In the last seven days or so, the story of four-year-old Sebastian from Killaloe, Co. Clare, has shown me (and thousands more like me) that in truth we don’t have it too bad at all. Last Tuesday, Sebastian’s uncle, Kieran, contacted the Ray D’arcy Show on Radio One (RTE Radio), as he wanted help to recreate Christmas for his nephew, who had received the worst possible news after having an MRI scan a week or two ago.

  As a result, because the young lad loved Christmas so much, his parents decided to bring the feast forward by six months and hold it on Saturday 31st May. There were a few things required to make the special day possible, and the reaction as always of the Irish people was just amazing. Eleven helicopters to bring Santa to Killaloe (being out of season, he had to be brought from Finland), fire engines, Garda cars, minions to beat the band and all kind of everything were offered and one seven-year-old even offered their communion money.

  Nothing has ever got such a reaction in the history of RTE Radio and it says a lot for the generosity of the people of Ireland and in fairness to the people of Killaloe, they too entered into the spirit of the whole thing and all put up their Christmas tree lights, to make sure that young Sebastian’s day was the most special day possible. As I say, we may think we have problems, but something like this puts it all into perspective.

Dancing to Denver

Changing subjects entirely (thank God says you), and lightening up the mood, on Saturday night, I found myself at St. Croan’s GAA Club (Ballintubber and Ballymoe), fundraising dance in the Hub in Castlerea, where my favourite band of all time, the Mike Denver Band, were putting on their usual, wonderful musical performance.

  Before I hit the Hub, I called into Mulvihill’s Lounge in Castlerea, where I met up with the legend that is Danny Burke and in the course of a couple of quite pints, he brought me back to my days many years ago in the local branch of the Bank of Ireland. Thirty-six years ago, Johnny O’Hara retired from his job as porter in the aforementioned bank and I can still remember him being replaced by the young fresh-faced, Seamie Moran.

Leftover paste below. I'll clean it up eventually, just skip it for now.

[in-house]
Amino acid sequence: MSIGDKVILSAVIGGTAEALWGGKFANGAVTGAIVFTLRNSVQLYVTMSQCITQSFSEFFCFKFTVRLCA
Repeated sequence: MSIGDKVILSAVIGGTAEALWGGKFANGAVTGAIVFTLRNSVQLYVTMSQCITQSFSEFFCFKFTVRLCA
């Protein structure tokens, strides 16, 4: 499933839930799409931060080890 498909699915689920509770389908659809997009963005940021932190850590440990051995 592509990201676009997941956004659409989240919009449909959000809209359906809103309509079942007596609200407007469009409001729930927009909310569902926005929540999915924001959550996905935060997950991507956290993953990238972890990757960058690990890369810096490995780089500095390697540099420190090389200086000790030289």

Seamie is still as fresh-faced and as young looking as he was in 1979 and this week he retired after putting in all those years’ service with the bank. A big retirement do was held for him, also in Mulvihill’s on Friday night, and I’m told a large number of past and present Bank of Ireland officials turned up. Best wishes in the future Seamie and well done on such a long career in the bank. As it happens, the Creggs connection is still as strong as ever (well, maybe a bit stronger) as the present manager in the branch in the Square is our own neighbour, and long-time friend, Sean Beirne – and he tells me he’s mad to throw out a few euro.

  Anyway, back to the Hub and of course the drummer on Mike’s band is none other than Seamie’s first cousin, Castlerea’s one and only Sean (Bozo) Moran and it must have been great for him to play to such a huge crowd in his own home town. For a change I didn’t get to have a word with Bozo but I won’t have to wait too long as I see they’re playing at the Race Dance in Roscommon in The Abbey Hotel on next Monday, June 8th. If you’re free, go along, it will certainly be worth your while. Tell Joe Finnegan I sent you! I met many familiar faces in The Hub on Saturday night, including Johan Hayden, a long-time follower of the karaoke king, Michael Holland senior and junior, Mike Smyth (formerly of the Don Arms) and his wife Majella and many more whom I won’t embarrass by mentioning.

  It’s an amazing GAA club, who were only recently playing in the All-Ireland Intermediate Club final, and to put on such a big event takes an enormous community effort. Well done to all concerned and I thoroughly enjoyed my visit. I didn’t win the best jiver award on the night, but maybe I was gone before the winner was announced (I’m only joking! There was no such competition!)

 

The price isn’t right